Although CMU responded to the students by expediting the Swipe Bank, the program relies solely on guest swipes and not regular unused meal swipes.
Garay believes the model the university introduced this semester will allow room for the program to evolve, and she hopes it will evolve into what everyone envisioned.
"Truthfully, I don’t think that donating only guest swipes was what myself or other folks envisioned when we said we wanted a program like this at CMU. (But) we must start somewhere," Garay said. "It is a good start and various administrators have mentioned that their research shows that thousands of guest swipes go unused every semester. Now those students that don’t use them can help support an amazing resource."
Program Effects on CMU Budget
According to Seelye, donating the unused guest swipes for the base of the Swipe Bank has no effect on the university's budget.
"We don’t factor (guest swipes) into our budget at all. Those are gifts, if you will, that we give students," Seelye said. He said the goal of the guest swipes is to allow visitors to see the dining halls and the food options available to students.
"If we are able to use those swipes to start a food bank, then students are able to donate from their six guest passes. It has no impact on our budget whatsoever.”
If the program allowed students to donate their weekly unused meal swipes, there would be an effect on the budget.
"Pricing structures for meal plans are based on absenteeism," Seelye said. "People go home for the weekend, people don’t wake up for breakfast, we know that there is an absenteeism there. We built that into the pricing structure, and that’s how we can lower the price for our meal plans."
Seelye said if the university starts allowing students to donate the meals on their meal plan, the absenteeism rate will go down. If the rate goes down, the university will have to look at how to make the expenses work, which would increase the prices of the meal plans, since it is based on how many people they anticipate using the entirety of their meal plans.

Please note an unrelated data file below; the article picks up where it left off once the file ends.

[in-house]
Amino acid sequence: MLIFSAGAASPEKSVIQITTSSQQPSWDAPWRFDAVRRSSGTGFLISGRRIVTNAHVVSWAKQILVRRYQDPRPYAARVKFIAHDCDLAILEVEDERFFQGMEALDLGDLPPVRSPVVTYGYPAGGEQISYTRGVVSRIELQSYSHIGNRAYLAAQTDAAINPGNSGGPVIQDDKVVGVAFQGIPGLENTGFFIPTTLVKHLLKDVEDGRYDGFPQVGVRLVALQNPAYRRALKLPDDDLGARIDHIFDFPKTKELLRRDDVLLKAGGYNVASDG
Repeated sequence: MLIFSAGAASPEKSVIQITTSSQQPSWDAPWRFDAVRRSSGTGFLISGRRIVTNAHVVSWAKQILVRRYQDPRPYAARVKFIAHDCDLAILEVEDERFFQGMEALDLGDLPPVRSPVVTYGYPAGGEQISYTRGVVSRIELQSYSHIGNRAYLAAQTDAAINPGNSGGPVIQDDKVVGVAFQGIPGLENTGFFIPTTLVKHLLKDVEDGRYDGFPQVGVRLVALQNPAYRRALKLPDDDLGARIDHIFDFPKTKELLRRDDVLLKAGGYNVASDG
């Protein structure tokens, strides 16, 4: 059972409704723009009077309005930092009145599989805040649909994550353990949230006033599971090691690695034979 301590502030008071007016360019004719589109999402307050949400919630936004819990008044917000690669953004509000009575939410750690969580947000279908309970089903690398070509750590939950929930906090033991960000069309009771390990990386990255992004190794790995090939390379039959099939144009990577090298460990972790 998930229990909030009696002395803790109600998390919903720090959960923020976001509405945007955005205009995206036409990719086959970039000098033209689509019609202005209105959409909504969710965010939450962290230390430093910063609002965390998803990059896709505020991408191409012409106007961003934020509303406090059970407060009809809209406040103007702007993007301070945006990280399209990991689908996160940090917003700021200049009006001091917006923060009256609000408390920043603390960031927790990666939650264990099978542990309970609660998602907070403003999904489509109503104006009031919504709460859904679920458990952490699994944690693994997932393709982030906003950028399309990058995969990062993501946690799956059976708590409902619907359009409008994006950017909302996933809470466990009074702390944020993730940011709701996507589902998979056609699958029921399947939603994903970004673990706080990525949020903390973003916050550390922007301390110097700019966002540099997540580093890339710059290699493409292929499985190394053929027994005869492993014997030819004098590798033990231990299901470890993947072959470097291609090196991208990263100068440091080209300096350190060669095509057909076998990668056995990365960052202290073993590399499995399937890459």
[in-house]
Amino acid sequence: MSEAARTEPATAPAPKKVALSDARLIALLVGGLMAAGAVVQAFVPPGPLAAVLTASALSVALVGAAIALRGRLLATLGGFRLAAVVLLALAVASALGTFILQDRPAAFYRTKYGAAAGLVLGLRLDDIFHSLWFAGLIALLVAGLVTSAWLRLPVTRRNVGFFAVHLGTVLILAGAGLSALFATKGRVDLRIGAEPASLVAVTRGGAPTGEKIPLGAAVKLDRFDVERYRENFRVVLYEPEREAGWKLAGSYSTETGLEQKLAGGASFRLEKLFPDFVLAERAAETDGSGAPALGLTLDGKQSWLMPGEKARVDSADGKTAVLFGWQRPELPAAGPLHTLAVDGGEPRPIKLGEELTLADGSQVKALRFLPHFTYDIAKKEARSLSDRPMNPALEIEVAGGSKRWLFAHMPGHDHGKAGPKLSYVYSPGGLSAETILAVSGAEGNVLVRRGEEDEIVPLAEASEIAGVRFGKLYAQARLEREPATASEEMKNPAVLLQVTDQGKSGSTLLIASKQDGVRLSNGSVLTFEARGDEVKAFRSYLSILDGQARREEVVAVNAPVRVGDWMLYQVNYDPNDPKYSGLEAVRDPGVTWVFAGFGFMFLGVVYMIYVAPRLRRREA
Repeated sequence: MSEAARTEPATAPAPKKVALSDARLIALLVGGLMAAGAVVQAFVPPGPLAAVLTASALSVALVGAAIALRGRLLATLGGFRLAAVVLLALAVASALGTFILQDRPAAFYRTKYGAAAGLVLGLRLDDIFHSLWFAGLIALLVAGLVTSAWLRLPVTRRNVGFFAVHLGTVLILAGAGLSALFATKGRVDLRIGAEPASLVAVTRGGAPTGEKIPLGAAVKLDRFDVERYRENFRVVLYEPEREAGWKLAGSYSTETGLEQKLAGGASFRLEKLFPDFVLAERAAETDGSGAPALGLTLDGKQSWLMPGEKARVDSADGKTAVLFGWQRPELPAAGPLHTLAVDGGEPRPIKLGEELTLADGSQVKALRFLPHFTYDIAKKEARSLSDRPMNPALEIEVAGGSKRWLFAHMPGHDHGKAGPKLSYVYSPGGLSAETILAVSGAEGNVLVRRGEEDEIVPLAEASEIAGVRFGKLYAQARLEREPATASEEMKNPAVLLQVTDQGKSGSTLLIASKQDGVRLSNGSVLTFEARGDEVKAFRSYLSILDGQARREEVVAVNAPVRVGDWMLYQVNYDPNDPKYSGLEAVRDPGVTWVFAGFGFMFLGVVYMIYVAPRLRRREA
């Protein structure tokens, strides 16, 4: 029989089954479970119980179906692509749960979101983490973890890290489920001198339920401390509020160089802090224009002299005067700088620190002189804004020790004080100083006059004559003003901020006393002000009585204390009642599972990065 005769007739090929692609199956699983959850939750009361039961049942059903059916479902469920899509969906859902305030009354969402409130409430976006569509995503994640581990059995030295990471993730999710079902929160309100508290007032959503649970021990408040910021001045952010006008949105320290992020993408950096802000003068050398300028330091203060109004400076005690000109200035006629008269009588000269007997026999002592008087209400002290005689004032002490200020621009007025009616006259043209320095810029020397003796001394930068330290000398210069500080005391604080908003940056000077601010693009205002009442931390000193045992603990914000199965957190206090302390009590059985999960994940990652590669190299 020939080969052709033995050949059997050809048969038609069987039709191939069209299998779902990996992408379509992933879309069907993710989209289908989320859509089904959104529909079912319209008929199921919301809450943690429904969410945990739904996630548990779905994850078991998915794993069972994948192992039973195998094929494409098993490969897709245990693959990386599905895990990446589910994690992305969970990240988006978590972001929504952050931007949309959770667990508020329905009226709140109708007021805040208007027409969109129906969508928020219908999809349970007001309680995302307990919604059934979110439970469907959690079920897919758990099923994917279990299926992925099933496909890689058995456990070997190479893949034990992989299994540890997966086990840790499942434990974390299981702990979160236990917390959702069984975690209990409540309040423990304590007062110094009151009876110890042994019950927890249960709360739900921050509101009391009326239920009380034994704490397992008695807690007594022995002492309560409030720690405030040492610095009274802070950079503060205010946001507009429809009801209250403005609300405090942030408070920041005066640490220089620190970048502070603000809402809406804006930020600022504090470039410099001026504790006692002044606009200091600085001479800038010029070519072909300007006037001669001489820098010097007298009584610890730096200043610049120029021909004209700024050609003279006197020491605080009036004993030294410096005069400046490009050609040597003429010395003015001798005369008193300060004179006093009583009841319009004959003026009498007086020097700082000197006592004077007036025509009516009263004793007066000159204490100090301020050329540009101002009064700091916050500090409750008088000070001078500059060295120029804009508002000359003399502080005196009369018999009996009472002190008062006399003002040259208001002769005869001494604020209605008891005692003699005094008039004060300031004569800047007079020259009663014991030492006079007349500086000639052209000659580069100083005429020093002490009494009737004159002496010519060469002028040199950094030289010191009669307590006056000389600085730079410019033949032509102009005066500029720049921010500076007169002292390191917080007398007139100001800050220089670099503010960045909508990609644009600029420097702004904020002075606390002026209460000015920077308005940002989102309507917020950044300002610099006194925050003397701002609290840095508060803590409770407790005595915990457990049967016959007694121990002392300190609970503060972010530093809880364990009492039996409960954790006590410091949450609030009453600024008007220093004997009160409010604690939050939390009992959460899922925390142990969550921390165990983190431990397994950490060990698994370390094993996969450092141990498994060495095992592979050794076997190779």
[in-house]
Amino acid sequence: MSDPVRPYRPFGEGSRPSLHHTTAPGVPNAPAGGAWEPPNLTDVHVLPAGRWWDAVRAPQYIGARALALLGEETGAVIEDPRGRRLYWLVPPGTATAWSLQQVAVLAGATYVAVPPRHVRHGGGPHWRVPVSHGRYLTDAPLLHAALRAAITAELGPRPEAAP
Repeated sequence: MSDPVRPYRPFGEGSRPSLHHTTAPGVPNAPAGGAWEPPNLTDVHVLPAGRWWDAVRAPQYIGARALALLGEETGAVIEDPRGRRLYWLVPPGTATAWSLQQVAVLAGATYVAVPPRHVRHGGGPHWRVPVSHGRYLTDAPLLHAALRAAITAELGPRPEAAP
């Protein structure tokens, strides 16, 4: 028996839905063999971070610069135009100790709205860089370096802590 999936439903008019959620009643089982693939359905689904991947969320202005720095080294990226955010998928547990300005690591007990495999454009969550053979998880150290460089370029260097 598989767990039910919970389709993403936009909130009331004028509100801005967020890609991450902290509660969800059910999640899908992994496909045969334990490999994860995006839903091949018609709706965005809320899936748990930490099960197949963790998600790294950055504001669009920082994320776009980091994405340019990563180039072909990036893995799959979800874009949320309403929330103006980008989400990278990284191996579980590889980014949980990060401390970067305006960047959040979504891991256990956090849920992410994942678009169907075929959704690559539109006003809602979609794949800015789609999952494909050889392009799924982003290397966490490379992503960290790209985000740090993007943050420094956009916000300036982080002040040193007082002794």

Unlike the Meal Swipe Bank, which is not factored into the budget, the $1 Meals program costs the university money.
The $1 Meals program consists of leftover food from the residential restaurants that will be packaged and sold between 6-7 p.m. every Monday and Thursday in the Down Under Food Court, located on the lower level of Bovee University Center.
"The goal is to gauge how much this specific resource is used," Food Pantry Graduate Assistant Kourtney Koch said. "If we needed to add more days, we would long term. But we didn't want to start five days a week and not have enough students use it."
The meals may include soup, salad, sandwiches, pasta or any other leftover food.
Although there is no eligibility necessary to purchase the meals, they can only be purchased with cash.
"People have asked why do we (charge) $1 at all? Why is it not free? But there are expenses that go with it," Seelye said. "We have to pay someone to package it, we have to buy the packaging, there are all of these variables that have to go into it.
"But we have chosen to take that $1 and give it back to the food pantry."
As the process for developing the programs began, $1 Meals was the only program scheduled to launch this semester.
Process of Creating the Initiatives